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Bowel Cancer That Has Spread To The Liver: Cause & Treatment

If you’ve been recently diagnosed with bowel cancer and it has spread to the liver, you are most likely wondering what caused it and what treatments are available. Generally, the exact cause of cancer is not known, but research shows that certain factors may increase your chances of developing it. But first, what causes bowel cancer?

What causes bowel cancer?


According to studies, older adults over the age of 50 are more likely to develop bowel cancer than younger individuals. However, it’s important to note that even young people can get bowel cancer, but it’s not common in childhood.

Family history

If you have a family history of bowel cancer, particularly in a first-degree relative such as your sister, brother, father or mother, it increases your lifetime risk of developing the disease. 

Substance use

People who smoke and drink alcohol are more likely to develop bowel cancer than those who don’t. Smoking can also expose you to other types of cancer, including gallbladder cancer.

If you have a family history of bowel cancer, you might want to cut down or completely eliminate tobacco and alcohol from your lifestyle. Furthermore, smoking and drinking aren’t good for your overall health and wellbeing, so you’re better off doing it in moderation if you have to.

Being overweight or obese

Obesity changes the functions of essential hormones like insulin and leptin, which in turn causes irregular cell growth in the colon, creating tumours. If you’re overweight or obese, establish a consistent exercise regimen and a good nutritional diet to lose weight and prevent bowel cancer and other diseases in the future.

Other bowel cancer causes

Other factors that can cause bowel cancer include:

  • Polyps
  • Inflammatory bowel disease, such as Crohn’s disease
  • A sedentary lifestyle
  • Diabetes

Liver metastasis

Cancer spreading from the bowel to the liver, otherwise known as liver metastasis or metastatic bowel cancer, is quite common. This is because the liver obtains most of its blood supply from the portal vein, therefore cancer cells from the bowel can travel easily to the liver. 

The majority of the time, cancer in the liver is secondary, or ‘metastatic’ which means it usually originates in another part of the body and then spreads to the liver. The cancerous cells that are in metastatic liver tumours are not actually liver cells. They are the cells that have travelled from a part of the body where the cancer originally began, such as from the bowel or lungs.

Liver metastasis treatment

Treatment will be advised by a team of liver experts to help agree on the best treatment plan for you. There is a range of treatments available for bowel cancer that has spread to the liver; but this will depend on a number of factors, such as the location and size of the tumour(s). In general, a combination of surgery to remove the primary bowel cancer, surgery to remove the liver metastases and chemotherapy may offer the potential for cure or long-term survival following the diagnosis of metastatic bowel cancer. The treatment options include:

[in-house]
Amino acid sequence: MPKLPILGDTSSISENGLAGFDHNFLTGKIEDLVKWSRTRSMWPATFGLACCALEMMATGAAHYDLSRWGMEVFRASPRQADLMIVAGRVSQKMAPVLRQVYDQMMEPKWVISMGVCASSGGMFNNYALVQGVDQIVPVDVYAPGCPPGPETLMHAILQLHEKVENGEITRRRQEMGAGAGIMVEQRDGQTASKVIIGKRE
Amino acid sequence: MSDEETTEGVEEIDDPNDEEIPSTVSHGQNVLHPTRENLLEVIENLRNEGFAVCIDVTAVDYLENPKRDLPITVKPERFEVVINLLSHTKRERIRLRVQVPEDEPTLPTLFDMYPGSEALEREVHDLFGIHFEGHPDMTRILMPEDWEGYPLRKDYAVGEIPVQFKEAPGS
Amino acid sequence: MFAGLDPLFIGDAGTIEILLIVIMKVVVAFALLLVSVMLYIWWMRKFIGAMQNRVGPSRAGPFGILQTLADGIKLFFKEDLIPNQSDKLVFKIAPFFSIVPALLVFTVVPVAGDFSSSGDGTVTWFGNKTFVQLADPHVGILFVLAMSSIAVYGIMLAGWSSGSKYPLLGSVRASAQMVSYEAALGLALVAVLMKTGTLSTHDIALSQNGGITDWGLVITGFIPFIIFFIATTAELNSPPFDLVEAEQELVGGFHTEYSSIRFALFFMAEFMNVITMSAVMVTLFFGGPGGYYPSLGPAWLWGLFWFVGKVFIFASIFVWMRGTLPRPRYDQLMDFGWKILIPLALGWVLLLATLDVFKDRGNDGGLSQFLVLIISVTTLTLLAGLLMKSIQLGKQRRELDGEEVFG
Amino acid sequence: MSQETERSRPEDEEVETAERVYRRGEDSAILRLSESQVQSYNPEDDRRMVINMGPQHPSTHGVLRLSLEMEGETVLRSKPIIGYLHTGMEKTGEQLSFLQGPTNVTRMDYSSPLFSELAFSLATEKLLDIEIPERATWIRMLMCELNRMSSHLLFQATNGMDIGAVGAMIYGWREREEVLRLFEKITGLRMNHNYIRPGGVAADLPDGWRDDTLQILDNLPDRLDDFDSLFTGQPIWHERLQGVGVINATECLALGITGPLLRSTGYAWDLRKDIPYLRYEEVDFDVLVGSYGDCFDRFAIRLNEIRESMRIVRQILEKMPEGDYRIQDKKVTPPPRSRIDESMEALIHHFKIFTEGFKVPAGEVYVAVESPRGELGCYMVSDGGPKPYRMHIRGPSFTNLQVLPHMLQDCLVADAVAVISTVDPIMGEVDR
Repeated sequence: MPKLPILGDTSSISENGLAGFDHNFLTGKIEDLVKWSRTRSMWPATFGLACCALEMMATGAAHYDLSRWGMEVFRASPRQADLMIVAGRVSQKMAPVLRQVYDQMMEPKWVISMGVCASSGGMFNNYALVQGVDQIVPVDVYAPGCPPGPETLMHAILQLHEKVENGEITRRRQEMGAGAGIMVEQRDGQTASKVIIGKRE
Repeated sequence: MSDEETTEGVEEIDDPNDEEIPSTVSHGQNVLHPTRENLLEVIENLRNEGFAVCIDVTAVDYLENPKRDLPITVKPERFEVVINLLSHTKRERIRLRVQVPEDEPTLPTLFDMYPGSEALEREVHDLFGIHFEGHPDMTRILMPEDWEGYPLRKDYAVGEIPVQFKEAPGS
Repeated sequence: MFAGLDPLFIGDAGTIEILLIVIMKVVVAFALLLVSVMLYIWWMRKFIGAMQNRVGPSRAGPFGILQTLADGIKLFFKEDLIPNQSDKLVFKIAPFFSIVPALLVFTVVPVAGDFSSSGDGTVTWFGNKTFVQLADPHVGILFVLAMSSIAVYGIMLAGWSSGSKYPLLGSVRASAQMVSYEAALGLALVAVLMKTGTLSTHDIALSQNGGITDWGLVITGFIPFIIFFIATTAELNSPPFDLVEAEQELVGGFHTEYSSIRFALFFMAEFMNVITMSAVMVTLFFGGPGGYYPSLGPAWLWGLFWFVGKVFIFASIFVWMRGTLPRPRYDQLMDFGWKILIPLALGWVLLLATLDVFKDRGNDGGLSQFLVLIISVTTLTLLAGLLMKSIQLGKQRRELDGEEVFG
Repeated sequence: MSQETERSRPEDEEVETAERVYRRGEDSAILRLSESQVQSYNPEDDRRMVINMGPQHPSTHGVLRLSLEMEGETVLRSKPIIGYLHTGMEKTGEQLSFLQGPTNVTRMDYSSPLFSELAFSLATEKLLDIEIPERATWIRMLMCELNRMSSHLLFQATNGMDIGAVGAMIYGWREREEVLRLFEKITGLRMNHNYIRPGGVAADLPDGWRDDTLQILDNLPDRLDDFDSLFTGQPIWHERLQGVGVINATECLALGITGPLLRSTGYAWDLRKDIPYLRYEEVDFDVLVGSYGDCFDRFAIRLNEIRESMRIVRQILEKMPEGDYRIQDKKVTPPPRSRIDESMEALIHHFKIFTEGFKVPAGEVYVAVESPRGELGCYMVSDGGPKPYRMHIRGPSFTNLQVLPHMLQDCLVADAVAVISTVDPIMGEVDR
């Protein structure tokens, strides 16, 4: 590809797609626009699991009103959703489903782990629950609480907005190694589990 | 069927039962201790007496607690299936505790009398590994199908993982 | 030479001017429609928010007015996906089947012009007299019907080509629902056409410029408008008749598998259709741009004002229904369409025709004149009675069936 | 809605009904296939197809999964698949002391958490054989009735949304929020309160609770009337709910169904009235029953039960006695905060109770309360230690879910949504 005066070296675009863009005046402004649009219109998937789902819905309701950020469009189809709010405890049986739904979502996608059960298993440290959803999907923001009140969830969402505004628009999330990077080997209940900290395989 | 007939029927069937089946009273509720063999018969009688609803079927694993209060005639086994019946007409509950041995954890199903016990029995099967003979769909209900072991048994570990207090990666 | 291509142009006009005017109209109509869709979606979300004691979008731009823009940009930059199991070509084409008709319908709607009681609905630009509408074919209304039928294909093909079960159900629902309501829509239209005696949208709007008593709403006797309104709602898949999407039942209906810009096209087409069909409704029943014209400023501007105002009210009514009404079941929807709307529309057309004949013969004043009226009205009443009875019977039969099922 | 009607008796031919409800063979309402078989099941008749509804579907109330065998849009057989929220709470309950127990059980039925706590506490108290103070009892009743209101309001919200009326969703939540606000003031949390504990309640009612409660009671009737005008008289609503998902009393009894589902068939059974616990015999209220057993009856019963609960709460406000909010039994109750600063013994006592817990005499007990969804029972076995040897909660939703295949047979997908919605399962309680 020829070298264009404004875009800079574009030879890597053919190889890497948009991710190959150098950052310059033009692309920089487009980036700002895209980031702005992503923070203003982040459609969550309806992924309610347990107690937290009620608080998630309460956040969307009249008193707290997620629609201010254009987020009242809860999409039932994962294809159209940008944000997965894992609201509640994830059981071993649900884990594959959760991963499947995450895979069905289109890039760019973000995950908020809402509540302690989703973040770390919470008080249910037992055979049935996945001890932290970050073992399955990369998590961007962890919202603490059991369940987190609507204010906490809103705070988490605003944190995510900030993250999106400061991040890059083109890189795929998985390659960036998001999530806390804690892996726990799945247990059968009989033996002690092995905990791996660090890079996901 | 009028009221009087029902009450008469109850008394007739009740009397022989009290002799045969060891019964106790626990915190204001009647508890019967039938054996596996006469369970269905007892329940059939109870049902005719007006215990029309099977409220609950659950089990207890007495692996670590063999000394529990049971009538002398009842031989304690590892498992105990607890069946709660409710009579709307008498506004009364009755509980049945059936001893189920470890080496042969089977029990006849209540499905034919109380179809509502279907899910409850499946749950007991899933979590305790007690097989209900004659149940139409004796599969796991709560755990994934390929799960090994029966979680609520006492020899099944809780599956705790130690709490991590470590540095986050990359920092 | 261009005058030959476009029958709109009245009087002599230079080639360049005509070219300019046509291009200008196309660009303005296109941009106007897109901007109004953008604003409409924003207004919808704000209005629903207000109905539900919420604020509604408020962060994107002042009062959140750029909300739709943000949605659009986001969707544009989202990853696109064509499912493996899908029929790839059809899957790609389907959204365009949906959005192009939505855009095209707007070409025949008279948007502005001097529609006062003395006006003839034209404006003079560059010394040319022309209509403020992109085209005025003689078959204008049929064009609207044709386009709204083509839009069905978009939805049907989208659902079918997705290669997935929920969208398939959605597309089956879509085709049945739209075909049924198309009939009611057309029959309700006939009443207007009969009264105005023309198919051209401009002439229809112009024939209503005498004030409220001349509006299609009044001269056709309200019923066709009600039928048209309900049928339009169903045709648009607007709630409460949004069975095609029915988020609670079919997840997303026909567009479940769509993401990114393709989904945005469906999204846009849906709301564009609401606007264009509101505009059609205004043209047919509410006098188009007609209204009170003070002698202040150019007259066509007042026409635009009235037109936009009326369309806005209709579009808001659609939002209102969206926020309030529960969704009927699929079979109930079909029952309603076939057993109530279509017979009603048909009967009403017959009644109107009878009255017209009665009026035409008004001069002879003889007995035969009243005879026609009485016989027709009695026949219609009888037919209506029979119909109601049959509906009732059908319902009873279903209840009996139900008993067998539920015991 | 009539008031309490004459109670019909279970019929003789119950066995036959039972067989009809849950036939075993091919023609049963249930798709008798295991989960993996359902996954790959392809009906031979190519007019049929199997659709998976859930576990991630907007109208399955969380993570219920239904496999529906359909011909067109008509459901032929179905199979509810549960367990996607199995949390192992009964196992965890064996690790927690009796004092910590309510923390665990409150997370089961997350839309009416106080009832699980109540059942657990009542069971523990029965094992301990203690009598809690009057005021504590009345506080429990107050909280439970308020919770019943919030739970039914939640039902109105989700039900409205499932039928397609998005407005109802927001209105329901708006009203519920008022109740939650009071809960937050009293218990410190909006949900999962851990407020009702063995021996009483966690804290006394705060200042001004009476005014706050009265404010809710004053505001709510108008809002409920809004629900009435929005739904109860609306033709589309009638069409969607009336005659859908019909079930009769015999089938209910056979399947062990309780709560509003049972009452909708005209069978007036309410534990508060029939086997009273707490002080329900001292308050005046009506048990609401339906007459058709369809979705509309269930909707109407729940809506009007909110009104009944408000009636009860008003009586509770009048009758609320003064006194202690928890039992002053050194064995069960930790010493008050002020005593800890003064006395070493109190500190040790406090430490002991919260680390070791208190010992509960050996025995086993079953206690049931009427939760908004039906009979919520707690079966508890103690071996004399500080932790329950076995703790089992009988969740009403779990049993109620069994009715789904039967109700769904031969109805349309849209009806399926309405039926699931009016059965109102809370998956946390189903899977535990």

• Liver surgery 
  • Chemotherapy
  • Liver tumour ablation
  • Targeted therapy
  • Embolisation treatment

Liver surgery

At the Birmingham HPB clinic, we can offer liver resection surgery for patients with bowel cancer that has spread to the liver. We may recommend that you undergo either laparoscopic (keyhole) surgery or open surgery, depending on your circumstances. We are experienced in treating patients with solitary or multiple liver metastases, including patients who have tumours affecting both lobes of the liver. We have expertise in two-stage liver resection and have access to expert interventional radiologists who can undertake portal vein embolization procedures prior to liver resection surgery, in order to grow part of the liver that will be left inside the body, reducing the risks of surgery.  

Laparoscopic liver resection surgery

This type of surgery may be possible, depending on various factors such as the history of previous open abdominal surgery, tumour size and position. Laparoscopic liver resection is less invasive than traditional open surgery and avoids the need for long incisions below the ribcage. Recovery after laparoscopic liver resection is generally faster than open surgery with fewer complications.

For complex liver resections, we may recommend open liver surgery which involves making a long incision below the ribcage on the right side of your abdomen.

Recovery after liver resection surgery

Following your liver resection surgery, you will be transferred to a high dependency or intensive care area for blood pressure monitoring. You will receive physiotherapy on the first postoperative day and will be expected to mobilise very early after surgery, in order to reduce complications. The average stay in hospital is 2-3 days after laparoscopic liver resection and 4-5 days after open liver resection.

Liver tumour ablation

Tumour ablation is an effective liver tumour treatment that aims to destroy the tumour through microwaves or electrical currents. Utilising x-ray imaging guidance, a needle is inserted into the liver tumour. High-frequency currents are then administered to generate heat that destroys the cancer cells. The objective of this treatment is to destroy the cancer cells without damaging the liver in the process.

How we can help you

If you suffer from bowel cancer that has spread to the liver, or some form of liver metastasis, contact the experts at  Birmingham HPB Clinic to discuss your treatment options. Our surgeon will be able to advise you accordingly. Contact us today to book an appointment.